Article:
North Korea is rapidly upgrading its nuclear facility
Sheetal Sukhija - Wednesday 27th June, 2018
Monitoring group has revealed that the country is upgrading its nuclear facility
Satellite images show rapid upgrades made at North Korea’s main nuclear research facility
The images from June 21 showed several new buildings, including an engineering office
WASHINGTON, U.S. - In the aftermath of the historic summit held between the U.S. President Donald Trump and the North Korean leader Kim Jong Un - the goal to denuclearize the Korean peninsula looked somewhat achievable.
Now, the Washington-based North Korea monitoring group, 38North has released commercial satellite images taken on June 21, days after the Singapore summit - which show rapid improvement at North Korea’s main nuclear research facility.
The monitoring group pointed out that the latest satellite images show that North Korea is rapidly upgrading its Yongbyon Nuclear Scientific Research Centre.
According to the group, satellite imagery shows several new buildings, including an engineering office and a driveway to a building which houses a nuclear reactor.
According to a post on the 38North website, written by Frank V. Pabian, Joseph S. Bermudez Jr. and Jack Liu, there were also modifications to its plutonium production reactor’s cooling system.
The photos published by the monitoring group come just days after a summit in which Trump said "total denuclearization" was "already taking place.”
Further, North Korea too declared its commitment to denuclearize the Korean peninsula and end all hostilities with its rival and neighbor South Korea, a U.S. ally.
However, 38North has pointed out, "Continued work at the Yongbyon facility should not be seen as having any relationship to North Korea's pledge to denuclearize. The North's nuclear cadre can be expected to proceed with business as usual until specific orders are issued from Pyongyang."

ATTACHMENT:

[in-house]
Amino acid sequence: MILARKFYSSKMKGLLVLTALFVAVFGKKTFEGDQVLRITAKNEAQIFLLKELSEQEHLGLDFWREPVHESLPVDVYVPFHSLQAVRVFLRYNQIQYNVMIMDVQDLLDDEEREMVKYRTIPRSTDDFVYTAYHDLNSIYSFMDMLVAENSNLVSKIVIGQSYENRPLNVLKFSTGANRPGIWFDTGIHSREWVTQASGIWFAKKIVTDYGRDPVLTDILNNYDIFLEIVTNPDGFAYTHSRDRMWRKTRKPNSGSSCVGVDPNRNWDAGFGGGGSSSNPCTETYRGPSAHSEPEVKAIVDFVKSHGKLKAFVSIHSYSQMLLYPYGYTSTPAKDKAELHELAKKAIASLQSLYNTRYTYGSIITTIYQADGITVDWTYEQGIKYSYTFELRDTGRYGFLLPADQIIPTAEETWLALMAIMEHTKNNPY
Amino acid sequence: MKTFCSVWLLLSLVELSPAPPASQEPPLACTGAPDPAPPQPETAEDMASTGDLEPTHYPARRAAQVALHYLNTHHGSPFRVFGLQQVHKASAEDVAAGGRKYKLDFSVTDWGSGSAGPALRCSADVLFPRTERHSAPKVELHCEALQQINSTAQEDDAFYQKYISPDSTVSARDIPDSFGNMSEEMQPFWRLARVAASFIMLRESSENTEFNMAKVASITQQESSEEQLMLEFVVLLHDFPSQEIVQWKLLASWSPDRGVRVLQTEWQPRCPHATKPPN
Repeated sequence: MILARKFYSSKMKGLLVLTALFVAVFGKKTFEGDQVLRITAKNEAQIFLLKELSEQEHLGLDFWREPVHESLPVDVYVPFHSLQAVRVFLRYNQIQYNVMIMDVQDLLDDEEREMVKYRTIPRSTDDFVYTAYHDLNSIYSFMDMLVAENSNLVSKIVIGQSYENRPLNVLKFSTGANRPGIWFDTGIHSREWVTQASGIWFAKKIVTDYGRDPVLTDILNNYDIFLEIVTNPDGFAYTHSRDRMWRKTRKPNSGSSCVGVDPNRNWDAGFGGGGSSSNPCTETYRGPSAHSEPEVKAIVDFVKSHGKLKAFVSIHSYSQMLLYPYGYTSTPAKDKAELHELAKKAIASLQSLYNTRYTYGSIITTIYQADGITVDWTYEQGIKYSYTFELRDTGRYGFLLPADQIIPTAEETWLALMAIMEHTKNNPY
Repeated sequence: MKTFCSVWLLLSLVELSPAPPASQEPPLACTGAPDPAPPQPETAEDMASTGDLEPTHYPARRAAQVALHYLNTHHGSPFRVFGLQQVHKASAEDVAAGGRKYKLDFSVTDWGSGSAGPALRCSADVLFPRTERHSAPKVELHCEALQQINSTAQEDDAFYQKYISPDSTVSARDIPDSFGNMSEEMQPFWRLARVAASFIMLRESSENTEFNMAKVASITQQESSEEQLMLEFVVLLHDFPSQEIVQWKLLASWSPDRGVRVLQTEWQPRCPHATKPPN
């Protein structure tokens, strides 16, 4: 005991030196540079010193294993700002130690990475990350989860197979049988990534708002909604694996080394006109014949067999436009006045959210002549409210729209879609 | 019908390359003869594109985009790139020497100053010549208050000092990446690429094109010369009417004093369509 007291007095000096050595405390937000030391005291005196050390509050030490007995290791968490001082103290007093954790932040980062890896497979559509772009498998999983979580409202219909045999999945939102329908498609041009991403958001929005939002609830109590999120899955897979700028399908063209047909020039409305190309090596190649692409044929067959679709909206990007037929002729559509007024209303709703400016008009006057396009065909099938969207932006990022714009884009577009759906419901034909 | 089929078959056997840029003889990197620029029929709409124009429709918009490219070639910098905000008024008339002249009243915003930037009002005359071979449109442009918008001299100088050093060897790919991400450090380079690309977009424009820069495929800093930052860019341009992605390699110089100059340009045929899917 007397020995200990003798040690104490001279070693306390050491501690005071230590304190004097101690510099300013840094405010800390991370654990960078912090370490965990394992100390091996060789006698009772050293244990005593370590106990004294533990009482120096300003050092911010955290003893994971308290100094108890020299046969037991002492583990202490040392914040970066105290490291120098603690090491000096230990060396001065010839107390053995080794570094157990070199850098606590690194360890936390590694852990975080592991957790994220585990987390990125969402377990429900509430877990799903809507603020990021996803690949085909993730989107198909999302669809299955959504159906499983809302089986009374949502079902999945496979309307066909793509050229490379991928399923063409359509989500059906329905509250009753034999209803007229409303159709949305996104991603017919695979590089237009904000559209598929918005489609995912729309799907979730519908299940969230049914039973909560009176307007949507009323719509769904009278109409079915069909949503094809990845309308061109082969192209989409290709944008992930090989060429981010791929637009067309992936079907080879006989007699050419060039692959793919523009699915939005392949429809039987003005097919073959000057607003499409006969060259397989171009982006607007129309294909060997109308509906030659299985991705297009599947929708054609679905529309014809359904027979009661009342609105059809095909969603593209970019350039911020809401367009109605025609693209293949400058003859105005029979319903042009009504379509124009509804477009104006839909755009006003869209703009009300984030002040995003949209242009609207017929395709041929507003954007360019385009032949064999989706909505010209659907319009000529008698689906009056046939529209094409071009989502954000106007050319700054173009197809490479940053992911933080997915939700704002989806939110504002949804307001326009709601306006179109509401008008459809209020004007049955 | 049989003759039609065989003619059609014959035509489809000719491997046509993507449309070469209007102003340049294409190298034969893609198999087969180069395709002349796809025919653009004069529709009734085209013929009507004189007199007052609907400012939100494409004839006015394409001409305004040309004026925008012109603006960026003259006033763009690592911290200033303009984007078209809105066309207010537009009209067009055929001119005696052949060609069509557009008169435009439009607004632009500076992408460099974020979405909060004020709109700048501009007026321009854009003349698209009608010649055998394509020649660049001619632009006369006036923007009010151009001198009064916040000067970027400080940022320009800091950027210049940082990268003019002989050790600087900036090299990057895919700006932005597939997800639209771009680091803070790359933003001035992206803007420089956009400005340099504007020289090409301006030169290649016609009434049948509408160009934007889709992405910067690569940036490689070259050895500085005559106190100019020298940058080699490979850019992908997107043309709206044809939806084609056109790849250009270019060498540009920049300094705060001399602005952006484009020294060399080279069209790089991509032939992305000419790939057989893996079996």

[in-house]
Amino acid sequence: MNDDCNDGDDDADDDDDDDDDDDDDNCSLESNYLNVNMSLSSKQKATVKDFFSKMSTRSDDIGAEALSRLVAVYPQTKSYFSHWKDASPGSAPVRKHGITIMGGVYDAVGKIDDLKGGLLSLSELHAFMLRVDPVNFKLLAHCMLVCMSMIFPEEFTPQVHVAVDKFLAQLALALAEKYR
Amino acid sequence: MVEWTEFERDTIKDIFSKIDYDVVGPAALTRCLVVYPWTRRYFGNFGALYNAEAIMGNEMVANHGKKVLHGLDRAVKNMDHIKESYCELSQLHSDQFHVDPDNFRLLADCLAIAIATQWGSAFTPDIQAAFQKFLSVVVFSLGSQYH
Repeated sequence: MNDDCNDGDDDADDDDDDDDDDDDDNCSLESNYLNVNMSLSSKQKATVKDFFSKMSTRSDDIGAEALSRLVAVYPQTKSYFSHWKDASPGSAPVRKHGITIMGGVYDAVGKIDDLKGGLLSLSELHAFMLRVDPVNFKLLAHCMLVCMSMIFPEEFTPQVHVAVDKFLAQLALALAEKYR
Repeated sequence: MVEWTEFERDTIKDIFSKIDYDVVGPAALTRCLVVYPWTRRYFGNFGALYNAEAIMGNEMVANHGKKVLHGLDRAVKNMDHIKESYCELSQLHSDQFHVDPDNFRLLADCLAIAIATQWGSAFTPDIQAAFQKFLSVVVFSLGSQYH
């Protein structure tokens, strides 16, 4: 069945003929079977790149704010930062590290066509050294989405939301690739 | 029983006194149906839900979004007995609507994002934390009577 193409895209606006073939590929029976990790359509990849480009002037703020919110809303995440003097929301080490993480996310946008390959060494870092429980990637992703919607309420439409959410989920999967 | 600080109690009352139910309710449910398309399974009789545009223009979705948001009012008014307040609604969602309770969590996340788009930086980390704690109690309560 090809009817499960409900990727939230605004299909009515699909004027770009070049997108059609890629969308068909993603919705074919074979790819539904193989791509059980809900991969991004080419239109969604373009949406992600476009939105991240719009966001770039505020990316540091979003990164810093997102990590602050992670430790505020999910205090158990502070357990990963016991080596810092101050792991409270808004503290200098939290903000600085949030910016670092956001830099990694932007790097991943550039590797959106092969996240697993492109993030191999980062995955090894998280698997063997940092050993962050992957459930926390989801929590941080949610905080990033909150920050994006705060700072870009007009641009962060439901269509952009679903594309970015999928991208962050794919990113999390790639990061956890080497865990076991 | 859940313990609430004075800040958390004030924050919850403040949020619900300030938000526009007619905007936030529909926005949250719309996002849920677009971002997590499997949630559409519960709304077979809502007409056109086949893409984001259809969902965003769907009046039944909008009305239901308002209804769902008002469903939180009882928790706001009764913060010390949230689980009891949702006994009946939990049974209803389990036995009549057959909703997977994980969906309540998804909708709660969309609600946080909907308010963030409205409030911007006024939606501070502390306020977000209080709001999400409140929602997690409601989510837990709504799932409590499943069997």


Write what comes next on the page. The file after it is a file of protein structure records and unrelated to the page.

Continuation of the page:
The group posted the satellite images with captions that read that there was no vapour seen from the cooling tower and no visible steam plumes.
Soon after his meeting with Kim Jong Un in Singapore, the U.S. President hailed the agreement as "total denuclearization, which is already taking place" even though neither sides presented a clearly defined timeline for the process.
Trump then declared that Pyongyang was “no longer a nuclear threat.”
Before the meeting, in May this year, North Korea met with the South Korean President Moon Jae In and then displayed his intent to keep his vow of denuclearization by blowing up the country’s only nuclear testing site at Punggye-ri.
The reclusive nation has staged six atomic tests from this nuclear testing site and while the event of destroying the site was watched and reported by select journalists from across the world - critics had pointed out that the site had been mostly unusable even before Kim Jong Un dismantled it.
Meanwhile, on Wednesday, Jenny Town, 38North’s managing editor, said on Twitter that the ongoing upgrades at Yongbyon underscore “why an actual deal is necessary, not just a statement of lofty goals.”
Experts have pointed out that the document signed by Trump and Kim Jong Un at the end of their summit had vague wording, which omits the terms “verifiable” and “irreversible” that the Trump administration had previously insisted on - which has now heightened uncertainty over the implications of the deal.
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